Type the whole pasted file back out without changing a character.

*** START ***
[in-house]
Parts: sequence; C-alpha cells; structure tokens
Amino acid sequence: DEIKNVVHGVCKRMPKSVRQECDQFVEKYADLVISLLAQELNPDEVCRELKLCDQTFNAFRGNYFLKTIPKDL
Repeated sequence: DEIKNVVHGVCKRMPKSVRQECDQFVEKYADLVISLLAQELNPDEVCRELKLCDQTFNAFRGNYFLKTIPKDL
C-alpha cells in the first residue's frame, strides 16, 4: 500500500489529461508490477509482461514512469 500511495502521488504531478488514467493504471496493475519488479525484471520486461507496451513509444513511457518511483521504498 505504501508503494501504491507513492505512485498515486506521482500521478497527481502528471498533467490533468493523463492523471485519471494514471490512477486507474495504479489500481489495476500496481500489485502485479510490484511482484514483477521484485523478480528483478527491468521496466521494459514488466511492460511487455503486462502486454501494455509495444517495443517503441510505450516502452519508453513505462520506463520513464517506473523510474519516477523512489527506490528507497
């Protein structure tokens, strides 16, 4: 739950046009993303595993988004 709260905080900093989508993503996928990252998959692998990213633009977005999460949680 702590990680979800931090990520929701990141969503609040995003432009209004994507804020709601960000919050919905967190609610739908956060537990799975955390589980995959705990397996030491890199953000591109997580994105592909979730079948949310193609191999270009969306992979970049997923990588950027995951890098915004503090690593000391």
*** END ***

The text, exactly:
[in-house]
Parts: sequence; C-alpha cells; structure tokens
Amino acid sequence: DEIKNVVHGVCKRMPKSVRQECDQFVEKYADLVISLLAQELNPDEVCRELKLCDQTFNAFRGNYFLKTIPKDL
Repeated sequence: DEIKNVVHGVCKRMPKSVRQECDQFVEKYADLVISLLAQELNPDEVCRELKLCDQTFNAFRGNYFLKTIPKDL
C-alpha cells in the first residue's frame, strides 16, 4: 500500500489529461508490477509482461514512469 500511495502521488504531478488514467493504471496493475519488479525484471520486461507496451513509444513511457518511483521504498 505504501508503494501504491507513492505512485498515486506521482500521478497527481502528471498533467490533468493523463492523471485519471494514471490512477486507474495504479489500481489495476500496481500489485502485479510490484511482484514483477521484485523478480528483478527491468521496466521494459514488466511492460511487455503486462502486454501494455509495444517495443517503441510505450516502452519508453513505462520506463520513464517506473523510474519516477523512489527506490528507497
């Protein structure tokens, strides 16, 4: 739950046009993303595993988004 709260905080900093989508993503996928990252998959692998990213633009977005999460949680 702590990680979800931090990520929701990141969503609040995003432009209004994507804020709601960000919050919905967190609610739908956060537990799975955390589980995959705990397996030491890199953000591109997580994105592909979730079948949310193609191999270009969306992979970049997923990588950027995951890098915004503090690593000391």